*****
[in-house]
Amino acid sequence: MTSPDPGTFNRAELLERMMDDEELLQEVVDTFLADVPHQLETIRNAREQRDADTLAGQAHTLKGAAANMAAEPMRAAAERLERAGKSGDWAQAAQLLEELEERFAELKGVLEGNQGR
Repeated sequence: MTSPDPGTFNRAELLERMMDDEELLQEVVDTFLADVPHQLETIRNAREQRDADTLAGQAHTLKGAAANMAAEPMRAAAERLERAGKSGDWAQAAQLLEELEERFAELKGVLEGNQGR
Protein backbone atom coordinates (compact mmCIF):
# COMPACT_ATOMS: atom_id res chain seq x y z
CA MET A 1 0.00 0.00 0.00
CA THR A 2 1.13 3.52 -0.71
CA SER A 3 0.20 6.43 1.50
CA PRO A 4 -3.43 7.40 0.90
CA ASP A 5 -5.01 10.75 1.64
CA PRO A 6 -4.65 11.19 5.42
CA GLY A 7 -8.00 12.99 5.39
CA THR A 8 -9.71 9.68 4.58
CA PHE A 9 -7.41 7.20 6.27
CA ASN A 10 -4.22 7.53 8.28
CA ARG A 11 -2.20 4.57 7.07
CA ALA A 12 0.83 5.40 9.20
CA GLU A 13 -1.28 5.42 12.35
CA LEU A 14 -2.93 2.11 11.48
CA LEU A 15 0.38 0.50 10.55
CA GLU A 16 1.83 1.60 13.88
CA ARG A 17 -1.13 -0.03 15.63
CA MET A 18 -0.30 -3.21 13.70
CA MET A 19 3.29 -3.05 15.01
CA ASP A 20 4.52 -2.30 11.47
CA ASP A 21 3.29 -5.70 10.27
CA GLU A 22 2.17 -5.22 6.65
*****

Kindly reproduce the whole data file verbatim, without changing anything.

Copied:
[in-house]
Amino acid sequence: MTSPDPGTFNRAELLERMMDDEELLQEVVDTFLADVPHQLETIRNAREQRDADTLAGQAHTLKGAAANMAAEPMRAAAERLERAGKSGDWAQAAQLLEELEERFAELKGVLEGNQGR
Repeated sequence: MTSPDPGTFNRAELLERMMDDEELLQEVVDTFLADVPHQLETIRNAREQRDADTLAGQAHTLKGAAANMAAEPMRAAAERLERAGKSGDWAQAAQLLEELEERFAELKGVLEGNQGR
Protein backbone atom coordinates (compact mmCIF):
# COMPACT_ATOMS: atom_id res chain seq x y z
CA MET A 1 0.00 0.00 0.00
CA THR A 2 1.13 3.52 -0.71
CA SER A 3 0.20 6.43 1.50
CA PRO A 4 -3.43 7.40 0.90
CA ASP A 5 -5.01 10.75 1.64
CA PRO A 6 -4.65 11.19 5.42
CA GLY A 7 -8.00 12.99 5.39
CA THR A 8 -9.71 9.68 4.58
CA PHE A 9 -7.41 7.20 6.27
CA ASN A 10 -4.22 7.53 8.28
CA ARG A 11 -2.20 4.57 7.07
CA ALA A 12 0.83 5.40 9.20
CA GLU A 13 -1.28 5.42 12.35
CA LEU A 14 -2.93 2.11 11.48
CA LEU A 15 0.38 0.50 10.55
CA GLU A 16 1.83 1.60 13.88
CA ARG A 17 -1.13 -0.03 15.63
CA MET A 18 -0.30 -3.21 13.70
CA MET A 19 3.29 -3.05 15.01
CA ASP A 20 4.52 -2.30 11.47
CA ASP A 21 3.29 -5.70 10.27
CA GLU A 22 2.17 -5.22 6.65